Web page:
I lost one of the best friends I’ve ever had in the world, today.

Well, I didn’t really ‘lose’ him – he went to join The Great Herd.

Let me tell you a little about him……maybe you’ll understand.

I met Solo a whole bunch of years ago. Probably about 14? I don’t know – I pretty much don’t keep track of years. Something like that, though. Close enough.

Before the ‘kids’ & I moved here – to Tierra Madre – we were boarding at a place not far from here & my kids were living in a field. Several other boarders kept their horses in a mare motel right across the lane from our field. There was one guy, though, who lived in the corner stall who never got any visitors.

One day, I asked the owner of that fine establishment why that was. She told me it was because that was her horse. “Oh”, I said. “What do you do with him?”

“Nothing”, she said.

I asked her if it was okay if I took him out into the arena & played with him every once in a while. “Any time you want”, she said.

“What’s his name?”, I asked her.

“Solo”, she said.

So, nearly every day, Solo & I would go out into the arena & chase each other around. I could tell that he was having as much fun as I was. Then, I’d say (pretty much out of breath), “Time to go home, Solo.” And he would walk with me to the gate, unhaltered – just the two of us walking side by side. Then, I’d get the halter on him & we’d go home.

A few weeks later, the woman asked if I’d like to have Solo for my own. “Hell, yes!”, I said.

The only stipulation was that if I ever sold him, I’d split his selling price with her. Well, now, I knew that’d never happen so we were good to go. The next day, I moved Solo in with the other kids & he’s been with me ever since.

Once we moved in here, Solo lived in the big field with all the other ‘originals’.

See – this is kinda tough, too. Because, of my 10 original ‘kids’, only two remain: Suze & Kiss. All the rest – John & Venture & my little Dawnie & the Moose & Bentley & Jericho & Tarzan – they’re all gone. And that somehow hits me in my mortality, too. An entire era is rapidly fading into the gloaming mists of time. But I digress……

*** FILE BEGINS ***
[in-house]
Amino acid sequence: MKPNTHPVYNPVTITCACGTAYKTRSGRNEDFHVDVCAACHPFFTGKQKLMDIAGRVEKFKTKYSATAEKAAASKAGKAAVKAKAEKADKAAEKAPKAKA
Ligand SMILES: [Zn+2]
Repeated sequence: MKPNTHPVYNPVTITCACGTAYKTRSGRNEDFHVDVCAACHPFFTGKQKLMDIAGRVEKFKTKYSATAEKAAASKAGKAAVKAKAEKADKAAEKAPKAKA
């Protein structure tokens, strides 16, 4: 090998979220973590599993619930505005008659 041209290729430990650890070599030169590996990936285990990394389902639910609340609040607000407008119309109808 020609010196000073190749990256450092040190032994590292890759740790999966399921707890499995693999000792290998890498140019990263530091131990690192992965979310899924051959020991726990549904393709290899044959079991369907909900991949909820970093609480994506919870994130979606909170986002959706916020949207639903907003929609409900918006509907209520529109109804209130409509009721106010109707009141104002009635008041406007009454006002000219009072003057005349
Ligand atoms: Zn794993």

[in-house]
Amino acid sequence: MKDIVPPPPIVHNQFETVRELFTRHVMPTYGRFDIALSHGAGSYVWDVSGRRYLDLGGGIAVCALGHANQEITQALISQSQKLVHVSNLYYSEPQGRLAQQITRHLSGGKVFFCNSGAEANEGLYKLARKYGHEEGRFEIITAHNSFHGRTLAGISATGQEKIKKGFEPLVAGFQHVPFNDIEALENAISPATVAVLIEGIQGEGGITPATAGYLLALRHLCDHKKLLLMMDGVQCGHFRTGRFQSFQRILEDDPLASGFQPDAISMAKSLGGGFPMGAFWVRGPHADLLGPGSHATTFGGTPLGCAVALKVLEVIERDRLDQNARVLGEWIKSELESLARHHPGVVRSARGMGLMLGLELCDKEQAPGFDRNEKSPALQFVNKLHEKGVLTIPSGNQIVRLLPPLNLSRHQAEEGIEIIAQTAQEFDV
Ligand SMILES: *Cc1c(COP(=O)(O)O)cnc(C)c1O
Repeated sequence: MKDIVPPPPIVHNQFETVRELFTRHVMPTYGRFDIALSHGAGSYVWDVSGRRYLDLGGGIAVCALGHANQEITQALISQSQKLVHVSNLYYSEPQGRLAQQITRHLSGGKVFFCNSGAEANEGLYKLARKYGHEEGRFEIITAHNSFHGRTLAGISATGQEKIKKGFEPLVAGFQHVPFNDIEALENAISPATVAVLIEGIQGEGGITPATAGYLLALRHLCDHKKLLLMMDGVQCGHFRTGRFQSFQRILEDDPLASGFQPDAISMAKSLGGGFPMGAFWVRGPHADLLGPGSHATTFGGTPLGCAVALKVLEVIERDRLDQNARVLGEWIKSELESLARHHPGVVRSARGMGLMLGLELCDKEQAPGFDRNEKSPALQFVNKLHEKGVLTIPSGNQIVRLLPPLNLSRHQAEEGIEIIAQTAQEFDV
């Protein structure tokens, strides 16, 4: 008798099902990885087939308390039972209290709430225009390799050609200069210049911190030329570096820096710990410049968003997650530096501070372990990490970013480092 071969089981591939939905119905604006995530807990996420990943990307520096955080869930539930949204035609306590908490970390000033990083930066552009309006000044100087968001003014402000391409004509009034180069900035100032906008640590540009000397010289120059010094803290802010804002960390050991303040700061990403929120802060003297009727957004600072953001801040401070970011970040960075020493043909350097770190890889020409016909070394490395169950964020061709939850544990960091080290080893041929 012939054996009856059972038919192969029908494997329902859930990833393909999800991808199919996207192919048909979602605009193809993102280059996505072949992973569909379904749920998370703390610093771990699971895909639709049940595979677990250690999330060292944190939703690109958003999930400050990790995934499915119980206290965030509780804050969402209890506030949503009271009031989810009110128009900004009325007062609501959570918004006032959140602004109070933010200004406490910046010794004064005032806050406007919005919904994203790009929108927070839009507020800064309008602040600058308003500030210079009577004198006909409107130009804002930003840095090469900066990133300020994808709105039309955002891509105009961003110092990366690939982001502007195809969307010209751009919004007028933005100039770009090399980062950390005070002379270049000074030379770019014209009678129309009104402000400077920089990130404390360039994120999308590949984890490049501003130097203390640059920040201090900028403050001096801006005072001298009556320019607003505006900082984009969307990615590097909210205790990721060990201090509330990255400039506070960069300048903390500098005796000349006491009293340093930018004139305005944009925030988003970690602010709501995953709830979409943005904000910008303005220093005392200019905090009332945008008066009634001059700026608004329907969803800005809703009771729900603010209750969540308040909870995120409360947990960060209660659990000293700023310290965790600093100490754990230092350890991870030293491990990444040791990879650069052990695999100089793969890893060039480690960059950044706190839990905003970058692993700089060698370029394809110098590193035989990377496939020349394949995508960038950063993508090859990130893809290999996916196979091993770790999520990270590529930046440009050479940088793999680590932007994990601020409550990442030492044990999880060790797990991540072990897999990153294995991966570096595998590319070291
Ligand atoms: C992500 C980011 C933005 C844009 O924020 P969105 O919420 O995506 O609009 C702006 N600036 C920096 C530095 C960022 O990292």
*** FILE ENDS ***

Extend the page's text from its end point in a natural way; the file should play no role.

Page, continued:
In the field, Solo was John’s second in command. John was the king & Solo was his viceroy. For a time, we even referred to him as ‘Viceroy Solo’. Once John left us, though, Solo didn’t have his king to stand behind, so his standing in the herd changed, too. He didn’t seem to care, though. He was Solo & he was happy being Solo.

I used to give riding lessons on Solo. He had a trot like a metronome. Two or three times around the arena & each & every step was the same cadence. Finally, though, he began to develop a little sway back & we retired him from those duties.

Several years went by & Solo was just fine, although he’d have problems with abscesses in one or two of his hooves a couple of times a year. We always doctored him up & he’d be good until the next time, several months later. One thing about Solo is that he was one tough hombre. He never complained about sore feet. Never. He just dealt with them like a boss.

Maybe ten years ago, he developed another problem. He’d start kicking one of the water tubs – Bang! Bang! Bang! Bang!. And, then, when I’d go out to see what the matter was, he’d run away. Couldn’t catch him. It was some form of colic & we’d eventually get John out of his Corner Office & Solo into it, so he was isolated & we could deal with him.

That was the problem. We couldn’t deal with him. Oh, after a half hour or so, we’d get a halter on him. I’d call the vet – & this usually happened at 10 or 11 o’clock at night – & one of them would come out. In the dark. However, none of the vets – my great friend, Dr. Rollins, included – could get anywhere near him with a needle to tranquilize him. Solo’d get up on his hind legs & fight. Dangerous. Very dangerous.

Finally, after a few hours, Solo would lie down. Just lie down prone. Sometimes, he’d lie there like that for an hour or more. Then he’d get up. And he’d be fine. Like nothing had ever happened.

This happened not once or twice, but a dozen or more times. Horribly nerve-wracking for me & not a helluva lot of fun for Solo, obviously.